I said de facto what they already knew, which was a sense of staying on top and not repeating ourselves and not getting into a situation where we’re just playing awkward moments. I like where they’re going with my character this year. They’re really kind of digging into every character’s backstory. Will’s sort of an ethical, moral kind of mess of a guy, but then there’s also this very loyal, caring person there too and it’s fun to play both. I also like the fact that this year it’s starting to feel a bit more like the character can start to live on his own without being part of a triangle. You have to have some other stuff going on, and I think they’ve really acknowledged that and they’ve been making an effort.
Is the “other stuff” Elizabeth Reaser, who just got cast on the show as Will’s love interest? Does that mean we know how last season’s cliffhanger gets resolved?
Ah, not necessarily! Don’t assume. We have a lot of surprises for you guys. Just because you’ve heard that doesn’t mean that it’s heading in one direction. You’re going to be in for a treat with the cliffhanger I think. They handled something very cleverly. I read it and just had such a big smile on my face because it was so smart, and seemingly so simple. What it does is create a level of subtext for all of us. The audience is aware of things the characters won’t be aware of, and that’s incredibly fun to play.
This show seems like it could run for years and years. Does that prospect freak you out at all?
That’s the scary part about TV, how you’ll feel about it in six years. But right now, I don’t really think about it in that way. Right now, I feel really blessed to be working on a show with such talented people in my home city. And the fact that people are digging it and responding to it is exciting.
Sports Night only ran for two years, right?
Two years to me was plenty though. We went in and we obviously made something that resonated, that people still talk about it. It obviously has a following, and I’m flattered by that. I’m proud of the work. I made really good friends on the show. I think it was just the wrong network at the wrong time. If that show had been on another network at another time, who knows. But, I don’t sit there and wish it had gone on longer. It was actually plenty. It was a really hard thing to do. Long hours. We’d shoot a show in five days I think. That was the first TV show I’d ever done.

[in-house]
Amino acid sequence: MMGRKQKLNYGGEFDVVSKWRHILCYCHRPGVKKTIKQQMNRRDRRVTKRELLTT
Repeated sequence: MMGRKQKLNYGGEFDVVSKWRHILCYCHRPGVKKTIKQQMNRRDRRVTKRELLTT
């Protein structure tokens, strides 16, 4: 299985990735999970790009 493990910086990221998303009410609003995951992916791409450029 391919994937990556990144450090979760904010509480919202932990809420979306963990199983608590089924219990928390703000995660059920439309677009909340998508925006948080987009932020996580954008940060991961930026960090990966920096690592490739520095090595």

Do you miss doing comedy?
I like to be silly, too, and I like comedy, but it’s fun to do so much dramatic stuff in this. [Christine] Baranski and I always joke with each other that the two of us are such goofballs and we get to do all these serious scenes together. We keep making each other laugh in between takes, and we just sort of giggle with each other like, “Can you believe that we’re cast in these roles that are serious, like the partners of a law firm?” It’s pretty great.
Are you silliest when the show is at its most serious?
I have been accused of making people laugh, maybe when it’s not appropriate, during scenes. Apparently I do something, the way I look at you, and I have a sort of uncanny ability to look at someone while they’re acting and make them laugh. And sometimes that has bit me in the ass, because even when I’m not doing it and the other people laugh, the first person everyone blames is me. The reality is, sometimes breaking happens at the worst moments. It’s a sixteen-hour day and it’s not like you’re trying to do it. It’s just certain people that I get the giggles with. Juliana and I sometimes just get giggling together and it’s rough. Archie and I have that in a big way. It’s really hard for us to keep a straight face in a scene together. It’s a release sometimes.
Do you walk it out or what?
Sometimes you just cry it off. Literally, through, like, tears of laughter you’re just like, “What is happening?”